Can Data Science make a difference?

How will the development of Data Science impact the delivery of health care?  There is a panoply of areas in which a better use of patient and clinical data can make a measurable impact on the industry. Because administrative costs make up about 15% of all healthcare expenditures- providing better patient and physician level data allow clinicians make quicker and more cost-efficient choices. The National Healthcare Anti-Fraud Association estimates the loss to health care fraud in the US alone to be about $80 billion annually, yet current data practices recover less than 5 percent of these losses are recovered.[v] Most importantly, data science can facilitate the transition for “cost care” to “health care” by allowing the industry to identify at-risk patients and encourage them to make lifestyle changes to their future well-being.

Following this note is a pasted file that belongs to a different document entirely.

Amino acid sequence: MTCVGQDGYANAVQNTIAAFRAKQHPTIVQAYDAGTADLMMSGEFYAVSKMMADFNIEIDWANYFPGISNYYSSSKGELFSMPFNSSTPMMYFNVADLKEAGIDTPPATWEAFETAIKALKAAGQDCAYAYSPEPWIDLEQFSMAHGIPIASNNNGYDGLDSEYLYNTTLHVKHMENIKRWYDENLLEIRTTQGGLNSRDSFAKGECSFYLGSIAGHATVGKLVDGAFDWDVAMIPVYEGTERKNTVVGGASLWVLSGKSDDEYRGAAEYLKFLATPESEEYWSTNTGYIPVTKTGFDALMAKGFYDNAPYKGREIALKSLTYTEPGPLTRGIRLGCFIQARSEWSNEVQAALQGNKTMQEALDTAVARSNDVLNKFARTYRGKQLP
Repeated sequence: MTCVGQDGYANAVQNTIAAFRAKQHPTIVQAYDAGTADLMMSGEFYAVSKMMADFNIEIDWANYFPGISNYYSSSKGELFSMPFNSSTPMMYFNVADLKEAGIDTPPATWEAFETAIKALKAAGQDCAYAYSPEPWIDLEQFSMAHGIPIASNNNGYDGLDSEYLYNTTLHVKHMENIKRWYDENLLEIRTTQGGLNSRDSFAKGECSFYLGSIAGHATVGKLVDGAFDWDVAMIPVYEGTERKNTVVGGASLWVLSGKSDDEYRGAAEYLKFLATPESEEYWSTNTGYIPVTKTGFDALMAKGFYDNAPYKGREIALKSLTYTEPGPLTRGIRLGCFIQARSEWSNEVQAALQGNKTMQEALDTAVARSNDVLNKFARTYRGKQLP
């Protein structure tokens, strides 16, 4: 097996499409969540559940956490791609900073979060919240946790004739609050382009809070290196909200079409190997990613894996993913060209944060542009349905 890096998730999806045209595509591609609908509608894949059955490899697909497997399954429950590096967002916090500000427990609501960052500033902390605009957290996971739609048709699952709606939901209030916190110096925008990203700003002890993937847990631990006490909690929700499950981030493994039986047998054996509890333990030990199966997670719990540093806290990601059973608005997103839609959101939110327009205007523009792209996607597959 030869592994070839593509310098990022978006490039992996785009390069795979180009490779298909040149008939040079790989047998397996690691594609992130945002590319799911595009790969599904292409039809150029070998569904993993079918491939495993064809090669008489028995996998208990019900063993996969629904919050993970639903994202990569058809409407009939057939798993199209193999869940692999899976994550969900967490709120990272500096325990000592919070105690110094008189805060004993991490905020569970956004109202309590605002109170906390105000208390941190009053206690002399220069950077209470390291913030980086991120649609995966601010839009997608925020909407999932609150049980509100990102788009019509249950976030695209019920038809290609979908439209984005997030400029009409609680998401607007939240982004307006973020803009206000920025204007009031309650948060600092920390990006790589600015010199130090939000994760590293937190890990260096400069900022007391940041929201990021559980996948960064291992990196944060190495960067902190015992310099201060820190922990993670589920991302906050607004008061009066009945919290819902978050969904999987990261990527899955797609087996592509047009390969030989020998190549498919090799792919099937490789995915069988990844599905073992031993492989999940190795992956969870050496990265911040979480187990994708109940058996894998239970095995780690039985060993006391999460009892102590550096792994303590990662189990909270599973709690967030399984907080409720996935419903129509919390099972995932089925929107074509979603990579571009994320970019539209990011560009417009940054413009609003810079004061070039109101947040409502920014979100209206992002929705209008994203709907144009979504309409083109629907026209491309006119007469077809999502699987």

In an increasingly competitive healthcare market, eighty-nine percent of industrial executives interviewed by Accenture believe that implementing big data analytics will be the key to maintaining market share.[vi] Partnerships between the medical providers and the pharmaceutical profession, like DataSphere, HealthConnect, and PPC/HealthCore, have provided frameworks for the future of Health Analytics. European and national initiatives, including the Directive 2011/24/EU and the national health card scheme in France are already providing tremendous amounts of data on industry costs, practices across demographics. Local attempts to pool resources in the form of “groupements médicaux territoriaux” have allowed local practitioners to share resources, knowledge, and best practices.

Where are the opportunities for Data Scientists?